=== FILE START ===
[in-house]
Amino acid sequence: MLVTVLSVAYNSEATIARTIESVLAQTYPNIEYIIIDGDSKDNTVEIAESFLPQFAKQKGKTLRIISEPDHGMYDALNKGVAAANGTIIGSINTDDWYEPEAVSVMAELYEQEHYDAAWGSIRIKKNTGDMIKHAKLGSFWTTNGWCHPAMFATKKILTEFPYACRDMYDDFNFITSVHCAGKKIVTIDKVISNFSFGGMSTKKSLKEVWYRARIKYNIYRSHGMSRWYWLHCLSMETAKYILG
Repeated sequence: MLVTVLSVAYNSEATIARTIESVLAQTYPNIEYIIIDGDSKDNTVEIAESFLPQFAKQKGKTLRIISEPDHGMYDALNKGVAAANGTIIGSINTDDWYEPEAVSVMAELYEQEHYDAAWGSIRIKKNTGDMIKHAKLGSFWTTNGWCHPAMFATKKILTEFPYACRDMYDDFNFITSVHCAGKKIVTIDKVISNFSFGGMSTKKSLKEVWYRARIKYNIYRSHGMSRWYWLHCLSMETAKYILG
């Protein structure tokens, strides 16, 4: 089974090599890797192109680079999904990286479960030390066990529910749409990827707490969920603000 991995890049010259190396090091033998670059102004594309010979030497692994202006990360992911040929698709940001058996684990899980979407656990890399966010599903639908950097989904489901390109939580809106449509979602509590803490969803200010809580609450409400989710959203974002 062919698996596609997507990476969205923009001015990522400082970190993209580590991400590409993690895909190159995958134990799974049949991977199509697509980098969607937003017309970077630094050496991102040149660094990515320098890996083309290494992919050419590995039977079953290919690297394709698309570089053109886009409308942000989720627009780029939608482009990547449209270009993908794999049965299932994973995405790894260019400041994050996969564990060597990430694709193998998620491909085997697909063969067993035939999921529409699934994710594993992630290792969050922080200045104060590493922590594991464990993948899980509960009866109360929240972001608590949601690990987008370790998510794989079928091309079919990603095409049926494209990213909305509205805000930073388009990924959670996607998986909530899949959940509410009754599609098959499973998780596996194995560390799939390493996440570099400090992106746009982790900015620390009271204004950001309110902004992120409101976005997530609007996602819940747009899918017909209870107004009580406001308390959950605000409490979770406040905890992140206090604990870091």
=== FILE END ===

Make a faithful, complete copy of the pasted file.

[in-house]
Amino acid sequence: MLVTVLSVAYNSEATIARTIESVLAQTYPNIEYIIIDGDSKDNTVEIAESFLPQFAKQKGKTLRIISEPDHGMYDALNKGVAAANGTIIGSINTDDWYEPEAVSVMAELYEQEHYDAAWGSIRIKKNTGDMIKHAKLGSFWTTNGWCHPAMFATKKILTEFPYACRDMYDDFNFITSVHCAGKKIVTIDKVISNFSFGGMSTKKSLKEVWYRARIKYNIYRSHGMSRWYWLHCLSMETAKYILG
Repeated sequence: MLVTVLSVAYNSEATIARTIESVLAQTYPNIEYIIIDGDSKDNTVEIAESFLPQFAKQKGKTLRIISEPDHGMYDALNKGVAAANGTIIGSINTDDWYEPEAVSVMAELYEQEHYDAAWGSIRIKKNTGDMIKHAKLGSFWTTNGWCHPAMFATKKILTEFPYACRDMYDDFNFITSVHCAGKKIVTIDKVISNFSFGGMSTKKSLKEVWYRARIKYNIYRSHGMSRWYWLHCLSMETAKYILG
């Protein structure tokens, strides 16, 4: 089974090599890797192109680079999904990286479960030390066990529910749409990827707490969920603000 991995890049010259190396090091033998670059102004594309010979030497692994202006990360992911040929698709940001058996684990899980979407656990890399966010599903639908950097989904489901390109939580809106449509979602509590803490969803200010809580609450409400989710959203974002 062919698996596609997507990476969205923009001015990522400082970190993209580590991400590409993690895909190159995958134990799974049949991977199509697509980098969607937003017309970077630094050496991102040149660094990515320098890996083309290494992919050419590995039977079953290919690297394709698309570089053109886009409308942000989720627009780029939608482009990547449209270009993908794999049965299932994973995405790894260019400041994050996969564990060597990430694709193998998620491909085997697909063969067993035939999921529409699934994710594993992630290792969050922080200045104060590493922590594991464990993948899980509960009866109360929240972001608590949601690990987008370790998510794989079928091309079919990603095409049926494209990213909305509205805000930073388009990924959670996607998986909530899949959940509410009754599609098959499973998780596996194995560390799939390493996440570099400090992106746009982790900015620390009271204004950001309110902004992120409101976005997530609007996602819940747009899918017909209870107004009580406001308390959950605000409490979770406040905890992140206090604990870091």